St. Thomas More: Five Questions for You

St. Thomas More, whose feast day was last Friday, lived a life full of tough choices, culminating in his decision to stand up to King Henry VIII when he severed the church of English from the Catholic Church, over the issue of divorce. Most people who have heard of him at least know two things More—that he was the author of Utopia and that he was ultimately executed for his beliefs.

St. Thomas More lived an incredible life—one filled with many material blessings and moral achievements, as well as major setbacks and spiritual challenges. It’s hard to imagine how anyone but a saint could have handled these with such grace. What can we learn from More? What questions does his life and work pose for us? Below are five questions based on his bio (available here on EWTN) to ask yourself.

(A disclaimer: I have adapted and revised these questions from one of the discussion coordinators at a local young adult I attend. So credit goes to her for coming up with these stimulating questions!)

1. Spiritual self-awareness: St. Thomas More reportedly thought long and hard about entering the priesthood, with vigils, fasts, prayers, and similar austerities, according to his friend Erasmus. But he “proved himself far more prudent than most candidates who thrust themselves rashly into that arduous profession without any previous trial of their powers”—ultimately deciding to be a “chaste husband rather than an impure priest.” Do we seek the same self-awareness and honesty about our lives, our gifts, our strengths, and our weaknesses? If so, have we taken the appropriate actions to make the necessary changes in our lives?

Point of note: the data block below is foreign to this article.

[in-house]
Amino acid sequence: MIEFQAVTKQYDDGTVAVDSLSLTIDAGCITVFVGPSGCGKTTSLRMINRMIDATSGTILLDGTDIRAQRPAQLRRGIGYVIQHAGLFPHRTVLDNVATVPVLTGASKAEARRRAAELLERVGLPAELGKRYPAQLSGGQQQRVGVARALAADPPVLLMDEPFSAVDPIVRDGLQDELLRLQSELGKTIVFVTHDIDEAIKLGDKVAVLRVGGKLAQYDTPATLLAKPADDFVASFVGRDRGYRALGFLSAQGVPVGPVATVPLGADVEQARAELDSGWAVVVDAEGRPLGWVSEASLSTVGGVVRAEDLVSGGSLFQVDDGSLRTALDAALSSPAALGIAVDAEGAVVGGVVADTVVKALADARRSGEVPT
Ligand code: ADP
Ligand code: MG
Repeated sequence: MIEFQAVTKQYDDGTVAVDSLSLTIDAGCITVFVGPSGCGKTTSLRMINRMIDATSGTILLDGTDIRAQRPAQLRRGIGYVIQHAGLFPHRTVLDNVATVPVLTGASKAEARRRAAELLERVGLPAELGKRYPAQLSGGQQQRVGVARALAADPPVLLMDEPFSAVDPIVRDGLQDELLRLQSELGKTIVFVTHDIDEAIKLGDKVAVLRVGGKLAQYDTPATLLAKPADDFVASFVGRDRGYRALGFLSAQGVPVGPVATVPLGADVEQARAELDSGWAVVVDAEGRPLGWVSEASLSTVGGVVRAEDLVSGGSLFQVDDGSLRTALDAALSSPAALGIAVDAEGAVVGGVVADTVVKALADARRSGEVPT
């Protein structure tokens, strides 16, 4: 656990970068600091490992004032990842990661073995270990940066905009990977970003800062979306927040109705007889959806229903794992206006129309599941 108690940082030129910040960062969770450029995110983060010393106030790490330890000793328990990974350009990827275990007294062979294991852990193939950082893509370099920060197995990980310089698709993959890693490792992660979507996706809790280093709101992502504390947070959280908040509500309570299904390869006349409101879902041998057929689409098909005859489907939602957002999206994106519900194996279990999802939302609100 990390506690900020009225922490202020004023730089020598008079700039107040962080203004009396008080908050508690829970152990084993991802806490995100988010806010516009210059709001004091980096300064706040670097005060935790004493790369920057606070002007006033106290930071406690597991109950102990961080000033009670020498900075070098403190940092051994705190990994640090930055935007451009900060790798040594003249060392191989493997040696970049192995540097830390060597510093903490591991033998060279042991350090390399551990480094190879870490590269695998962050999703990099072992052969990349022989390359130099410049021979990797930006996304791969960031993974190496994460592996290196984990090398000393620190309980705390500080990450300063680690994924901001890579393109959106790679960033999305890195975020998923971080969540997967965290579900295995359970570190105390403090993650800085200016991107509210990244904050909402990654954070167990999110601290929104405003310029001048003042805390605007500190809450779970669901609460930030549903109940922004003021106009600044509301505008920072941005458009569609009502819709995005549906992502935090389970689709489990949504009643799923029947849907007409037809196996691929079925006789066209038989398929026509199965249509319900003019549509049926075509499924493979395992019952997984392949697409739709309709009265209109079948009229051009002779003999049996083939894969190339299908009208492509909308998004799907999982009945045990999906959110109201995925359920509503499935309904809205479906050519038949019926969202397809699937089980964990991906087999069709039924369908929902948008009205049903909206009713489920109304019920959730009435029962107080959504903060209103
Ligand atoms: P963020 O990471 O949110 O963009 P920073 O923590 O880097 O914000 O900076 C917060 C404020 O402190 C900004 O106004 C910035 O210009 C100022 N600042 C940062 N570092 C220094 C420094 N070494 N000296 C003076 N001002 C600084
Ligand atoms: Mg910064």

2. Self-mortification: More, like a number of other saints, practiced self-mortification, as a reminder of his love for Christ and a way to offer his suffering for the good of others. How can we mortify ourselves to “bring about the kingdom”?

3. Gratitude for and detachment from worldly gain: More rose to the highest ranks of English society in terms of political power and wealth—only to lose it all. How can we maintain an ‘attitude of gratitude’ for what we have without becoming attached to our material blessings?

4. Faithfulness in the face of persecution: More stood against the king in his decision to break off from Rome and appoint himself head of the church in England. He persevered through trials to the very end—a treason trial, imprisonment in the tower of England, and his eventual beheading. How can his life help us in our current battle for religious freedom?

5. Love of neighbor: It’s a true mark of his charity that More was not merely concerned about preserving the integrity of the Church in England—he also took great personal concern with Henry VIII and how his actions would affect his salvation. Do we have a similar love for our neighbors? Do we care about their salvation?

Stephen Beale


Stephen Beale is a freelance writer based in Providence, Rhode Island. Raised as an evangelical Protestant, he is a convert to Catholicism. He is a former news editor at and was a correspondent for the New Hampshire Union Leader, where he covered the 2008 presidential primary. He has appeared on Fox News, C-SPAN and the Today Show and his writing has been published in the Washington Times, Providence Journal, the National Catholic Register and on and A native of Topsfield, Massachusetts, he graduated from Brown University in 2004 with a degree in classics and history. His areas of interest include Eastern Christianity, Marian and Eucharistic theology, medieval history, and the saints. He welcomes tips, suggestions, and any other feedback at bealenews at gmail dot com. Follow him on Twitter at

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  • Gilplyn

    It’s St. Thomas MORE not Moore. Doesn’t anyone in journalism know how to spell or check facts anymore? I’m sorry to sound like a crank, but this is so common in media that it’s embarrassing. 

  • Really interesting, More was an outstanding percon. I adore his coolness and sense of humour. Lately I read a story about him –

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